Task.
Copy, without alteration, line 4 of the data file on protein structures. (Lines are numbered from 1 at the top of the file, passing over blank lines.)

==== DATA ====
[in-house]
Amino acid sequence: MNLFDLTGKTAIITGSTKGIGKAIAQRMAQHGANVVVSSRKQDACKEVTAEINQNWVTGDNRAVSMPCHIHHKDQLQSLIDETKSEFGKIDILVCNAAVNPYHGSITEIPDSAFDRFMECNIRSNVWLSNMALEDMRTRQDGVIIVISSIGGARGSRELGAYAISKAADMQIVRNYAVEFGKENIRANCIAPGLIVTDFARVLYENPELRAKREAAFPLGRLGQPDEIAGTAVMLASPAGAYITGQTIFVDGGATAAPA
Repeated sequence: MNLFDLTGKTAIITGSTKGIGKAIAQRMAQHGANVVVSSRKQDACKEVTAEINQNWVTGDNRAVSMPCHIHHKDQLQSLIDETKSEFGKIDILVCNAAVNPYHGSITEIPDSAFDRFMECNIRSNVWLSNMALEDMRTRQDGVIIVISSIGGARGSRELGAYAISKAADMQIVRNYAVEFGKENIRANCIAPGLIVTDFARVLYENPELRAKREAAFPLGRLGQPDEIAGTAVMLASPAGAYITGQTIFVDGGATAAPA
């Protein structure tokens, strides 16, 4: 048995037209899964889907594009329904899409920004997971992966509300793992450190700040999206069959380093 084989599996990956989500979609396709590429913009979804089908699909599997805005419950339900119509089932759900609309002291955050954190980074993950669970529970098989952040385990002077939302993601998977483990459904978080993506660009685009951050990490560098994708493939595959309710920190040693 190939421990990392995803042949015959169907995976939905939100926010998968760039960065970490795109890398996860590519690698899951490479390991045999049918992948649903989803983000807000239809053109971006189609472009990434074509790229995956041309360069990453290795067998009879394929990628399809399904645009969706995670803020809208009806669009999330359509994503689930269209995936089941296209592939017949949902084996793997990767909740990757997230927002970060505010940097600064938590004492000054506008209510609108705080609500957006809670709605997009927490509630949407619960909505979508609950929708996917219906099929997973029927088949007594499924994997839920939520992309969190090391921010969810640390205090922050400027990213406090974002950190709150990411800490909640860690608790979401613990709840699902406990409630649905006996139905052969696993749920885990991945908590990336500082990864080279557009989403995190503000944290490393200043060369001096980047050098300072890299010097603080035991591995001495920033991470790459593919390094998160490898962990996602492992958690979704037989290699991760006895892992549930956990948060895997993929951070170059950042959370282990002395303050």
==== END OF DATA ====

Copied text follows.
């Protein structure tokens, strides 16, 4: 048995037209899964889907594009329904899409920004997971992966509300793992450190700040999206069959380093 084989599996990956989500979609396709590429913009979804089908699909599997805005419950339900119509089932759900609309002291955050954190980074993950669970529970098989952040385990002077939302993601998977483990459904978080993506660009685009951050990490560098994708493939595959309710920190040693 190939421990990392995803042949015959169907995976939905939100926010998968760039960065970490795109890398996860590519690698899951490479390991045999049918992948649903989803983000807000239809053109971006189609472009990434074509790229995956041309360069990453290795067998009879394929990628399809399904645009969706995670803020809208009806669009999330359509994503689930269209995936089941296209592939017949949902084996793997990767909740990757997230927002970060505010940097600064938590004492000054506008209510609108705080609500957006809670709605997009927490509630949407619960909505979508609950929708996917219906099929997973029927088949007594499924994997839920939520992309969190090391921010969810640390205090922050400027990213406090974002950190709150990411800490909640860690608790979401613990709840699902406990409630649905006996139905052969696993749920885990991945908590990336500082990864080279557009989403995190503000944290490393200043060369001096980047050098300072890299010097603080035991591995001495920033991470790459593919390094998160490898962990996602492992958690979704037989290699991760006895892992549930956990948060895997993929951070170059950042959370282990002395303050």